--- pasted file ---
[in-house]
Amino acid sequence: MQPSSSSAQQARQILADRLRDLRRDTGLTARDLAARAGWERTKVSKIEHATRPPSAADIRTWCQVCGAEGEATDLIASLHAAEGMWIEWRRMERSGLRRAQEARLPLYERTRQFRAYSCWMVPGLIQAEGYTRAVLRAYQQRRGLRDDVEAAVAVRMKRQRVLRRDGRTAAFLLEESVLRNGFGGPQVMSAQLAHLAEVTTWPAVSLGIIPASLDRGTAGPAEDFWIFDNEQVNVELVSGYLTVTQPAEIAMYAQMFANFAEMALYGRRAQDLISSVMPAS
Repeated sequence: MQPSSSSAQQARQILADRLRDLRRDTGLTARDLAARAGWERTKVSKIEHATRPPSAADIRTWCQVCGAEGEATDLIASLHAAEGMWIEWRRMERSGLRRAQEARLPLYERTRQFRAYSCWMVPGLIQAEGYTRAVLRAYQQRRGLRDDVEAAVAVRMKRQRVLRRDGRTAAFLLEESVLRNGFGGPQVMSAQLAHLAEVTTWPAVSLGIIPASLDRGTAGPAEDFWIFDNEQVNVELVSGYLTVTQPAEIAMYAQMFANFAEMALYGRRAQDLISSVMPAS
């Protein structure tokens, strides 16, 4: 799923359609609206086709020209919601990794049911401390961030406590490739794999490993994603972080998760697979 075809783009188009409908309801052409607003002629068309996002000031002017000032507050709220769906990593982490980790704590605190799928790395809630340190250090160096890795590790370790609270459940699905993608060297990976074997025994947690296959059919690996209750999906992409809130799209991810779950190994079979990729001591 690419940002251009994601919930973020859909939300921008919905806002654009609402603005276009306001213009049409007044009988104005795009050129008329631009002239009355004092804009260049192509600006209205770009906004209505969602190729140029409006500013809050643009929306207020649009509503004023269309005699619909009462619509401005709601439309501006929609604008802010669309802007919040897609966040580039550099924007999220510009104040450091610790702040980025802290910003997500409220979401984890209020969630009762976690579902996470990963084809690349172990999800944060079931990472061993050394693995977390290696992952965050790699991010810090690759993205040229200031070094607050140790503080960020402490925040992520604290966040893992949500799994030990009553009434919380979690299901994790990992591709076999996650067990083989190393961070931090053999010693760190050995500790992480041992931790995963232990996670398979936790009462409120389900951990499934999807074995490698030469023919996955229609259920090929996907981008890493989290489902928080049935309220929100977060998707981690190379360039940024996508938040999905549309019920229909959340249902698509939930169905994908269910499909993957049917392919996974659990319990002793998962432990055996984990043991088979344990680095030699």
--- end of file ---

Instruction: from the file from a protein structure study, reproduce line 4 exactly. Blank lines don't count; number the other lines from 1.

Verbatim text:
């Protein structure tokens, strides 16, 4: 799923359609609206086709020209919601990794049911401390961030406590490739794999490993994603972080998760697979 075809783009188009409908309801052409607003002629068309996002000031002017000032507050709220769906990593982490980790704590605190799928790395809630340190250090160096890795590790370790609270459940699905993608060297990976074997025994947690296959059919690996209750999906992409809130799209991810779950190994079979990729001591 690419940002251009994601919930973020859909939300921008919905806002654009609402603005276009306001213009049409007044009988104005795009050129008329631009002239009355004092804009260049192509600006209205770009906004209505969602190729140029409006500013809050643009929306207020649009509503004023269309005699619909009462619509401005709601439309501006929609604008802010669309802007919040897609966040580039550099924007999220510009104040450091610790702040980025802290910003997500409220979401984890209020969630009762976690579902996470990963084809690349172990999800944060079931990472061993050394693995977390290696992952965050790699991010810090690759993205040229200031070094607050140790503080960020402490925040992520604290966040893992949500799994030990009553009434919380979690299901994790990992591709076999996650067990083989190393961070931090053999010693760190050995500790992480041992931790995963232990996670398979936790009462409120389900951990499934999807074995490698030469023919996955229609259920090929996907981008890493989290489902928080049935309220929100977060998707981690190379360039940024996508938040999905549309019920229909959340249902698509939930169905994908269910499909993957049917392919996974659990319990002793998962432990055996984990043991088979344990680095030699």